GABAB receptor deficiency causes failure of neuronal homeostasis in hippocampal networks

Vertkin, I. and Styr, B. and Slomowitz, E. and Ofir, N. and Shapira, I. and Berner, D. and Fedorova, T. and Laviv, T. and Barak-Broner, N. and Greitzer-Antes, D. and Gassmann, M. and Bettler, B. and Lotan, I. and Slutsky, I.. (2015) GABAB receptor deficiency causes failure of neuronal homeostasis in hippocampal networks. Proceedings of the National Academy of Sciences of the United States of America (PNAS), 112 (25). E3291-9.

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Official URL: https://edoc.unibas.ch/61411/

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Stabilization of neuronal activity by homeostatic control systems is fundamental for proper functioning of neural circuits. Failure in neuronal homeostasis has been hypothesized to underlie common pathophysiological mechanisms in a variety of brain disorders. However, the key molecules regulating homeostasis in central mammalian neural circuits remain obscure. Here, we show that selective inactivation of GABAB, but not GABA(A), receptors impairs firing rate homeostasis by disrupting synaptic homeostatic plasticity in hippocampal networks. Pharmacological GABA(B) receptor (GABA(B)R) blockade or genetic deletion of the GB(1a) receptor subunit disrupts homeostatic regulation of synaptic vesicle release. GABA(B)Rs mediate adaptive presynaptic enhancement to neuronal inactivity by two principle mechanisms: First, neuronal silencing promotes syntaxin-1 switch from a closed to an open conformation to accelerate soluble N-ethylmaleimide-sensitive factor attachment protein receptor (SNARE) complex assembly, and second, it boosts spike-evoked presynaptic calcium flux. In both cases, neuronal inactivity removes tonic block imposed by the presynaptic, GB(1a)-containing receptors on syntaxin-1 opening and calcium entry to enhance probability of vesicle fusion. We identified the GB(1a) intracellular domain essential for the presynaptic homeostatic response by tuning intermolecular interactions among the receptor, syntaxin-1, and the Ca(V)2.2 channel. The presynaptic adaptations were accompanied by scaling of excitatory quantal amplitude via the postsynaptic, GB(1b)-containing receptors. Thus, GABA(B)Rs sense chronic perturbations in GABA levels and transduce it to homeostatic changes in synaptic strength. Our results reveal a novel role for GABA(B)R as a key regulator of population firing stability and propose that disruption of homeostatic synaptic plasticity may underlie seizure's persistence in the absence of functional GABA(B)Rs.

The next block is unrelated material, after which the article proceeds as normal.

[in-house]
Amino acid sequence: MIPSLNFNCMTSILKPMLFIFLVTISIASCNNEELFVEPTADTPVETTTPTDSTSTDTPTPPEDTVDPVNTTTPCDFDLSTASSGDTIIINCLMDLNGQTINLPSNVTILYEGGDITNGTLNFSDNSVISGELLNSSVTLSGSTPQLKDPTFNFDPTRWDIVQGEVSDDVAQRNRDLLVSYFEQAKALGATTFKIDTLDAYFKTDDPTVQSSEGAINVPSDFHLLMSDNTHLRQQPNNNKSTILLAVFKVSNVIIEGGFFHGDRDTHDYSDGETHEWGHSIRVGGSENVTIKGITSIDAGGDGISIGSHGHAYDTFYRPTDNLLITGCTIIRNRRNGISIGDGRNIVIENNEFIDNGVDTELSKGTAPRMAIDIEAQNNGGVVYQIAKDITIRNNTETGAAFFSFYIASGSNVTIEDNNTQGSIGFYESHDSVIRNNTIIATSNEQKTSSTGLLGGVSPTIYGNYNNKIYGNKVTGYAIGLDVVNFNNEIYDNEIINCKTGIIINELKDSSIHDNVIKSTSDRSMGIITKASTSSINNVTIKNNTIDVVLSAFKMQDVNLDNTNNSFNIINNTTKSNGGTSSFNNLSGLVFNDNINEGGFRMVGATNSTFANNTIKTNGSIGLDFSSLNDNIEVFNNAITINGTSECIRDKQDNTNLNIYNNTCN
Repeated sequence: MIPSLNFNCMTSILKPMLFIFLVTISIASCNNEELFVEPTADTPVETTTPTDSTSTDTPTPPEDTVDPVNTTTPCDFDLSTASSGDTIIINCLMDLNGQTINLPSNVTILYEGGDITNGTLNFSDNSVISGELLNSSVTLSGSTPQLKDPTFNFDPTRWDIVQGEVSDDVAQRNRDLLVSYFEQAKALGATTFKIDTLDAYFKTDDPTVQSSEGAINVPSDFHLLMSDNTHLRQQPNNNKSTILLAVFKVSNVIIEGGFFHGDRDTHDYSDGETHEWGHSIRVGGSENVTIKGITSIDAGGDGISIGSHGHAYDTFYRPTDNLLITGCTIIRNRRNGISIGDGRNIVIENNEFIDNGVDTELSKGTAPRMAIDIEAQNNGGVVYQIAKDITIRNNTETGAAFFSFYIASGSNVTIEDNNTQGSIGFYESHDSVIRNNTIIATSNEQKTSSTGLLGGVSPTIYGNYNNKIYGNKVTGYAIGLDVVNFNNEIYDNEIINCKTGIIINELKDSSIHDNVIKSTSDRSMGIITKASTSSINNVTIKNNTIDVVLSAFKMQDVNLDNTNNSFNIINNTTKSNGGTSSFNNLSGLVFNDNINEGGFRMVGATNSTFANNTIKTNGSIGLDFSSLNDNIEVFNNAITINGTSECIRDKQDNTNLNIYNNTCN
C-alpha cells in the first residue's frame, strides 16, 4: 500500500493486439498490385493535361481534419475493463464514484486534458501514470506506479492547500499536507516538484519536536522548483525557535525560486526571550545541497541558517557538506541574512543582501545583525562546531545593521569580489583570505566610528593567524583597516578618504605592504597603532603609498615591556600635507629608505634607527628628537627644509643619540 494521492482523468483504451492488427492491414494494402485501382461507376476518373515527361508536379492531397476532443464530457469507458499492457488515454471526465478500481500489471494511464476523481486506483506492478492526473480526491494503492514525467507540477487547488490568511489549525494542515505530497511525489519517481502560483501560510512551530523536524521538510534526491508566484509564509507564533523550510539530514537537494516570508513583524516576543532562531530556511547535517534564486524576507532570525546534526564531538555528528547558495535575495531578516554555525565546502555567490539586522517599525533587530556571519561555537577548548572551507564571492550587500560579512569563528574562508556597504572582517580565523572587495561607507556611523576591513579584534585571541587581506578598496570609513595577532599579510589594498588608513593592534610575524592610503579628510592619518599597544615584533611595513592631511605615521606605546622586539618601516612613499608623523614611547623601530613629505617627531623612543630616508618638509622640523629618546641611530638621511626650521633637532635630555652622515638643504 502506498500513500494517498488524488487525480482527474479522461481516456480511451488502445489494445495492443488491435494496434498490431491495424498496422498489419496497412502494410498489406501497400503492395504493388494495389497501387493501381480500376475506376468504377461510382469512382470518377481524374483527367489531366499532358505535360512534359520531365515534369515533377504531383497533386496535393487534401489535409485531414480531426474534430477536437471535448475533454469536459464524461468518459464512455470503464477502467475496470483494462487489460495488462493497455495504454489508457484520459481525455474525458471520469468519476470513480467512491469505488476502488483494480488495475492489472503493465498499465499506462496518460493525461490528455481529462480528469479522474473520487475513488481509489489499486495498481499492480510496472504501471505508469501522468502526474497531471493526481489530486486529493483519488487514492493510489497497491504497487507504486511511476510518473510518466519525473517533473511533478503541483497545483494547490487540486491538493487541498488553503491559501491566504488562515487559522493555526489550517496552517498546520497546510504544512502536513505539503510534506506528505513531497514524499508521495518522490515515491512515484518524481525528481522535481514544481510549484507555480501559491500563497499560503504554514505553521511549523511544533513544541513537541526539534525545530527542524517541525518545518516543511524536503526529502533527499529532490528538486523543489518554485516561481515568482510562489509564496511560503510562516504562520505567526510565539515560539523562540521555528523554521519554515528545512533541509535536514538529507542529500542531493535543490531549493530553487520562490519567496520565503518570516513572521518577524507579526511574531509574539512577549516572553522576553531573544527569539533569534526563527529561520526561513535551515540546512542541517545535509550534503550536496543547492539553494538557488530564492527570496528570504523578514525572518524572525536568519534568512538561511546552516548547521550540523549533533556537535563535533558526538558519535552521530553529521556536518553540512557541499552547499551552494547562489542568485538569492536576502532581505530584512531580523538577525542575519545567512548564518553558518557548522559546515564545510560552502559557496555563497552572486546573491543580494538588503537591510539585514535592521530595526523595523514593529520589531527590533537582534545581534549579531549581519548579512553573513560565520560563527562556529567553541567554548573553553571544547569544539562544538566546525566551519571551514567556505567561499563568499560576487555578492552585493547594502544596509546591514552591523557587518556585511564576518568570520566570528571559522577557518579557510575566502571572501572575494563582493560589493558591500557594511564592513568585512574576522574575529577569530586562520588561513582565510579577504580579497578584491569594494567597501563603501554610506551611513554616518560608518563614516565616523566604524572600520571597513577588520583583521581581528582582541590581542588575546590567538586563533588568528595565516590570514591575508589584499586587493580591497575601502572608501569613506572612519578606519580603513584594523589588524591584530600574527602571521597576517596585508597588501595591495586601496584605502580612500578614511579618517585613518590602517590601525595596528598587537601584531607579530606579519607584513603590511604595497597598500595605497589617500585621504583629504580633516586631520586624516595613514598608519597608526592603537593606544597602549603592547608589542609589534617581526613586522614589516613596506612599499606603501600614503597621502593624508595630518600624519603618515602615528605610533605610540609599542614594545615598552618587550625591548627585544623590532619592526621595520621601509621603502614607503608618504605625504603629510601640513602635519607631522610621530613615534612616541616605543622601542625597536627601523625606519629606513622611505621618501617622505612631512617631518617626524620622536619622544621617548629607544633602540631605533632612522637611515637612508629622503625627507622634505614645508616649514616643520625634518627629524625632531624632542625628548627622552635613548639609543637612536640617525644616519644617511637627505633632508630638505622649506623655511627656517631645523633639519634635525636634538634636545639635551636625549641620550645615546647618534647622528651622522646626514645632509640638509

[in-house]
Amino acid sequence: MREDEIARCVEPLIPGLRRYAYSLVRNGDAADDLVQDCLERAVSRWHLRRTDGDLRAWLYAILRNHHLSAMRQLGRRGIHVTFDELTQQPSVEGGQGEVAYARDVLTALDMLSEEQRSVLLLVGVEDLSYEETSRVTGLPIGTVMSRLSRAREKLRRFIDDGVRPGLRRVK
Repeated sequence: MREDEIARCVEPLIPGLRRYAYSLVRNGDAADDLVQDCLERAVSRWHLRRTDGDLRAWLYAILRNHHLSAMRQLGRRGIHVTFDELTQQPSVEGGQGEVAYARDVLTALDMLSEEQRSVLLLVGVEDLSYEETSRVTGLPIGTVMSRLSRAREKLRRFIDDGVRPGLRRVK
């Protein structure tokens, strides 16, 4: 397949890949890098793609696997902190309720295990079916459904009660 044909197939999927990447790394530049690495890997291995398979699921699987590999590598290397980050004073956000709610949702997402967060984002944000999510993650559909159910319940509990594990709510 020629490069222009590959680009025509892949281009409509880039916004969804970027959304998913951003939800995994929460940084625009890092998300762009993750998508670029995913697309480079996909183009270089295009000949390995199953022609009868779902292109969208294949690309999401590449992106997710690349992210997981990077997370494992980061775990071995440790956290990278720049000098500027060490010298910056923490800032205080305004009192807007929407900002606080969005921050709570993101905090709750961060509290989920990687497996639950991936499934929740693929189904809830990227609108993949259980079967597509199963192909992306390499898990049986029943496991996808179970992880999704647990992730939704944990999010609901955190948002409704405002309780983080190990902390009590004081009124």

Faculties and Departments:03 Faculty of Medicine > Departement Biomedizin > Division of Physiology > Molecular Neurobiology Synaptic Plasticity (Bettler)
UniBasel Contributors:Bettler, Bernhard
Item Type:Article, refereed
Article Subtype:Research Article
Publisher:HighWire Press
Note:Publication type according to Uni Basel Research Database: Journal article
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Last Modified:30 Oct 2018 18:36
Deposited On:16 Oct 2018 16:48

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